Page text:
Dialectograms depict places that are marginal, under threat or disappeared. They borrow elements from ethnography, psychogeography and graphic art to depict the relationship we have with place, and each other. Over an extensive period of fieldwork the people of that place are encouraged to work with me and share in the process of depicting their environment.
When it comes time to draw, I start with a floor or ground plan then fill this ‘shell’ with its soft centre, the furniture, objects, people and the stories that accrue there. I visit the site many times, speak to everyone who is willing, record environmental details and collect stories. These stories become the labels that explain what the place is.
I stick to a fairly limited set of tools; black ink, occasional colour on A0 mount-board. I usually draw and add layers of detail until I have to stop, or can’t go any further. The original of the drawing is then installed somewhere appropriate to the subject matter – ideally in the location itself. Reproductions of the Dialectograms have been engraved onto wood, reproduced as weatherproof signs, made into vinyl decals, display tables, digitised for websites and printed as fold out posters.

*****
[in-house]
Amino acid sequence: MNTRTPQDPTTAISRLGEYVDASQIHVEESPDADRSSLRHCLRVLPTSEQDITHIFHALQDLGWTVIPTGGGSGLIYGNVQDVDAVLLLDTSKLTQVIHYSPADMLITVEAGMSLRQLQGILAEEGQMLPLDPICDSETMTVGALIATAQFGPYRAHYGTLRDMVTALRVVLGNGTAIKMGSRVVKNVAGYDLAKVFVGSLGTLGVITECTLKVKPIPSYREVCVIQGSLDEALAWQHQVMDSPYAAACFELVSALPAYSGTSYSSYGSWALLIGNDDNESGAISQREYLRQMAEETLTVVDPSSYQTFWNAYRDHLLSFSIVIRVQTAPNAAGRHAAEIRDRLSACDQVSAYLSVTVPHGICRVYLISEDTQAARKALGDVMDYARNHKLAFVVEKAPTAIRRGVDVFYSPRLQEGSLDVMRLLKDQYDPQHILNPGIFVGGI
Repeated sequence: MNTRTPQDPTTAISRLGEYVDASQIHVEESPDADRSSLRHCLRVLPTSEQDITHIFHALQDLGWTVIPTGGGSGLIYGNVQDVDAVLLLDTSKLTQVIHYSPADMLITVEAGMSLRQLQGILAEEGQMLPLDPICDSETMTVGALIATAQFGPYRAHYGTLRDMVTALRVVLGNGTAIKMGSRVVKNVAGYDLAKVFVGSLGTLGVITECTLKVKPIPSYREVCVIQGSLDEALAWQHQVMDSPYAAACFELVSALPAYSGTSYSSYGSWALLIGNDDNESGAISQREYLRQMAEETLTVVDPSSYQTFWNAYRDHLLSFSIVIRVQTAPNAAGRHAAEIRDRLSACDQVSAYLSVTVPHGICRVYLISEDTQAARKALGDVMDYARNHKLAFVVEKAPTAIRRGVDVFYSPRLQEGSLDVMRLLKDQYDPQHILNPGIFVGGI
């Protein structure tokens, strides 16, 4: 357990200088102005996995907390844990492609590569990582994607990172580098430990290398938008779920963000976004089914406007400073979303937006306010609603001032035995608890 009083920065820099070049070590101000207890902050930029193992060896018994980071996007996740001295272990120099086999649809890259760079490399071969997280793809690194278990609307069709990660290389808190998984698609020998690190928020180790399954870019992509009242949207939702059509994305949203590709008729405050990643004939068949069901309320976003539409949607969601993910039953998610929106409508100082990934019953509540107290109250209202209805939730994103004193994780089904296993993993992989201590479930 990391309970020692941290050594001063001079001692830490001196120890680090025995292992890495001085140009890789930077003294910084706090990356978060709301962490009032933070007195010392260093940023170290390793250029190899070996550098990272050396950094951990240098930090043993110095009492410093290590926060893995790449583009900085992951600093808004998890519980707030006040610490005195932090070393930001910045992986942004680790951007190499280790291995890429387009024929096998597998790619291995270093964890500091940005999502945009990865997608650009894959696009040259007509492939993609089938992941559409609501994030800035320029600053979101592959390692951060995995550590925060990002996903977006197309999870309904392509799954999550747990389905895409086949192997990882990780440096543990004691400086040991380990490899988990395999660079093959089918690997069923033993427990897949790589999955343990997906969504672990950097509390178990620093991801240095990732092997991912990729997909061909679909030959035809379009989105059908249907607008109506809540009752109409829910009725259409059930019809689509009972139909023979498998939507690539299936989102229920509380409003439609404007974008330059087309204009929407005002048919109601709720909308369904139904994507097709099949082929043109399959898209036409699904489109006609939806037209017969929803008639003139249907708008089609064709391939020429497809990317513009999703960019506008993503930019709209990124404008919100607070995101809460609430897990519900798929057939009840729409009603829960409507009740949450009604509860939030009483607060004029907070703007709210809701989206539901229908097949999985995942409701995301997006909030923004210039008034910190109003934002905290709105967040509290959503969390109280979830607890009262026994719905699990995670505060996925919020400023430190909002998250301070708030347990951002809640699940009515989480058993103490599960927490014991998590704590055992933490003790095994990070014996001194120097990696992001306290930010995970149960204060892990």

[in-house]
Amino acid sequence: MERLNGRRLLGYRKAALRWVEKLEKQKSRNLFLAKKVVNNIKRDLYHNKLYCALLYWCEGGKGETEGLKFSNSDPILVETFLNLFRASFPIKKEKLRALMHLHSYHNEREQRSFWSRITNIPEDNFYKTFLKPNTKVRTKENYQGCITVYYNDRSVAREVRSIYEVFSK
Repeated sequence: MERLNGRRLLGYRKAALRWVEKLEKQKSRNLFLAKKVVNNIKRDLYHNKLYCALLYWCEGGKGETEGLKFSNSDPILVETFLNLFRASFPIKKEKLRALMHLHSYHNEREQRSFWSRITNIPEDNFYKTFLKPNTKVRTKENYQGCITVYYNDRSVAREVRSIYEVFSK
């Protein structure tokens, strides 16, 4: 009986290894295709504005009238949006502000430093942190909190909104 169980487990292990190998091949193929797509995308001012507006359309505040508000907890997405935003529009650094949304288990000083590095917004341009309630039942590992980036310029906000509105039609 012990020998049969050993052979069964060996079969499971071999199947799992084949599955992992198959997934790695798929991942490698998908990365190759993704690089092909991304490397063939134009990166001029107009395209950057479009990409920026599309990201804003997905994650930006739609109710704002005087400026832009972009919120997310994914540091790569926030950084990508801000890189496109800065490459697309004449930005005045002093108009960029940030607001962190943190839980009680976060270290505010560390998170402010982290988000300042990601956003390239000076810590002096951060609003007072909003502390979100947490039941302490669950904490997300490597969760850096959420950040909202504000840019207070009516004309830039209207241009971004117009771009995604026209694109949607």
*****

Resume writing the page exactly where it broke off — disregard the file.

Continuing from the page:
I coined the term dialectogram to describe the perspective of the drawings; made from the ground up, with the people who make the place what it is, in their own words and way of speaking. Their vernacular visual language is to diagrams what demotic speech is to Received Pronunciation – hence ‘dialect-ogram’.
Browse the gallery below to view each dialectogram in detail >